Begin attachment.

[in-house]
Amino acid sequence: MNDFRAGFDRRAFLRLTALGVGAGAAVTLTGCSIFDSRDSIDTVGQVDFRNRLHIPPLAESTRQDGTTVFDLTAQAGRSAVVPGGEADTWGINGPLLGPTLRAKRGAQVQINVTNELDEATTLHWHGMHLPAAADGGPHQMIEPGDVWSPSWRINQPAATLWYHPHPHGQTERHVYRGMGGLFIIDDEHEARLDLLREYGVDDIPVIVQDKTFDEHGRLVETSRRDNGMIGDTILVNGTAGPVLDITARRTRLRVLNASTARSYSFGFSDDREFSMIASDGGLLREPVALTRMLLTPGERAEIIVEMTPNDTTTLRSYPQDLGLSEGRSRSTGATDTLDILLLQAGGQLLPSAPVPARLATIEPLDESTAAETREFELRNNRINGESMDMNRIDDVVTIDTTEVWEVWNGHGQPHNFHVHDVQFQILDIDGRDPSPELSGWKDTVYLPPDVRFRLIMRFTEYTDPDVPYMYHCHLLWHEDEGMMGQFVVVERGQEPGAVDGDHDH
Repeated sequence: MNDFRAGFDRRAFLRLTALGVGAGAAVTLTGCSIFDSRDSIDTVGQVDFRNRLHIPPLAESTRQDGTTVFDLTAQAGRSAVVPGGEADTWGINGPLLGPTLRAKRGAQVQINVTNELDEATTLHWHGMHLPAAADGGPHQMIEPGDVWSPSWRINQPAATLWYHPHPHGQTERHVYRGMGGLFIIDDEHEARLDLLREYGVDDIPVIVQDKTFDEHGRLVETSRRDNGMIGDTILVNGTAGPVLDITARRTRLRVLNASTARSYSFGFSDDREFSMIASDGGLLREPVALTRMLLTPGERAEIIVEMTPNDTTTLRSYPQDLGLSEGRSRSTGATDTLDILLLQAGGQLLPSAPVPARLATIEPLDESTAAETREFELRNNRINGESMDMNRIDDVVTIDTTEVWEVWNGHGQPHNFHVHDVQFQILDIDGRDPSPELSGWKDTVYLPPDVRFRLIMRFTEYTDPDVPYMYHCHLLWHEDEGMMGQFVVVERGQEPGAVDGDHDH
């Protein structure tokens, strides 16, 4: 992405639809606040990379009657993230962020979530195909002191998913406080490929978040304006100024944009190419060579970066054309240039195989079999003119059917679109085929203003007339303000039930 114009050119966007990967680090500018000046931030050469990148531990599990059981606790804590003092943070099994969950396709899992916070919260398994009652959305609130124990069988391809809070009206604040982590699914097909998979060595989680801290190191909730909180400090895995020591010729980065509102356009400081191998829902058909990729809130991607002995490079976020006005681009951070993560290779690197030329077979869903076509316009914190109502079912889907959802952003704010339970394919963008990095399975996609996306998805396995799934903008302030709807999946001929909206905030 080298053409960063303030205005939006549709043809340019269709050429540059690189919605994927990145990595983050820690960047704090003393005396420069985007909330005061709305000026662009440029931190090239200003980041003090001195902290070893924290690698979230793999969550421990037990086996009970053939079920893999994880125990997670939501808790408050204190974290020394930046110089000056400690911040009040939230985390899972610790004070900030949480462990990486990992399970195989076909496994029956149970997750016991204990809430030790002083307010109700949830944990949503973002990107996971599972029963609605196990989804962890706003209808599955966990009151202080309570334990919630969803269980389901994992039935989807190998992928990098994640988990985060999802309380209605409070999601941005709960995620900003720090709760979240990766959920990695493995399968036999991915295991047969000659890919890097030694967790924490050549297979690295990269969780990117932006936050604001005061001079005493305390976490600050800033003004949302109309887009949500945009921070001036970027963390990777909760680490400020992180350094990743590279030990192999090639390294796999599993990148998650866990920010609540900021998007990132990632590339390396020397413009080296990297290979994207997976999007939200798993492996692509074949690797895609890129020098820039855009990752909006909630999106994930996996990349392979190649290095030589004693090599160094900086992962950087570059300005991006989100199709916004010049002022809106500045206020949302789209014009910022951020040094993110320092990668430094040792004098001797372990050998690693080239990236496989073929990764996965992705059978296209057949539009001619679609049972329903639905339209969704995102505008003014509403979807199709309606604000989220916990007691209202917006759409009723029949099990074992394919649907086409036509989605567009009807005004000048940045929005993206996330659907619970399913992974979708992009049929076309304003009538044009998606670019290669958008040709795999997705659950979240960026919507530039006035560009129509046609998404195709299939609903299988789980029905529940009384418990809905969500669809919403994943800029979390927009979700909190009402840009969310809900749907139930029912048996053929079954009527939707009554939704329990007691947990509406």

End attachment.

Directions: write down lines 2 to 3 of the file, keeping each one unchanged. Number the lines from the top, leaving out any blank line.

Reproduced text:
Amino acid sequence: MNDFRAGFDRRAFLRLTALGVGAGAAVTLTGCSIFDSRDSIDTVGQVDFRNRLHIPPLAESTRQDGTTVFDLTAQAGRSAVVPGGEADTWGINGPLLGPTLRAKRGAQVQINVTNELDEATTLHWHGMHLPAAADGGPHQMIEPGDVWSPSWRINQPAATLWYHPHPHGQTERHVYRGMGGLFIIDDEHEARLDLLREYGVDDIPVIVQDKTFDEHGRLVETSRRDNGMIGDTILVNGTAGPVLDITARRTRLRVLNASTARSYSFGFSDDREFSMIASDGGLLREPVALTRMLLTPGERAEIIVEMTPNDTTTLRSYPQDLGLSEGRSRSTGATDTLDILLLQAGGQLLPSAPVPARLATIEPLDESTAAETREFELRNNRINGESMDMNRIDDVVTIDTTEVWEVWNGHGQPHNFHVHDVQFQILDIDGRDPSPELSGWKDTVYLPPDVRFRLIMRFTEYTDPDVPYMYHCHLLWHEDEGMMGQFVVVERGQEPGAVDGDHDH
Repeated sequence: MNDFRAGFDRRAFLRLTALGVGAGAAVTLTGCSIFDSRDSIDTVGQVDFRNRLHIPPLAESTRQDGTTVFDLTAQAGRSAVVPGGEADTWGINGPLLGPTLRAKRGAQVQINVTNELDEATTLHWHGMHLPAAADGGPHQMIEPGDVWSPSWRINQPAATLWYHPHPHGQTERHVYRGMGGLFIIDDEHEARLDLLREYGVDDIPVIVQDKTFDEHGRLVETSRRDNGMIGDTILVNGTAGPVLDITARRTRLRVLNASTARSYSFGFSDDREFSMIASDGGLLREPVALTRMLLTPGERAEIIVEMTPNDTTTLRSYPQDLGLSEGRSRSTGATDTLDILLLQAGGQLLPSAPVPARLATIEPLDESTAAETREFELRNNRINGESMDMNRIDDVVTIDTTEVWEVWNGHGQPHNFHVHDVQFQILDIDGRDPSPELSGWKDTVYLPPDVRFRLIMRFTEYTDPDVPYMYHCHLLWHEDEGMMGQFVVVERGQEPGAVDGDHDH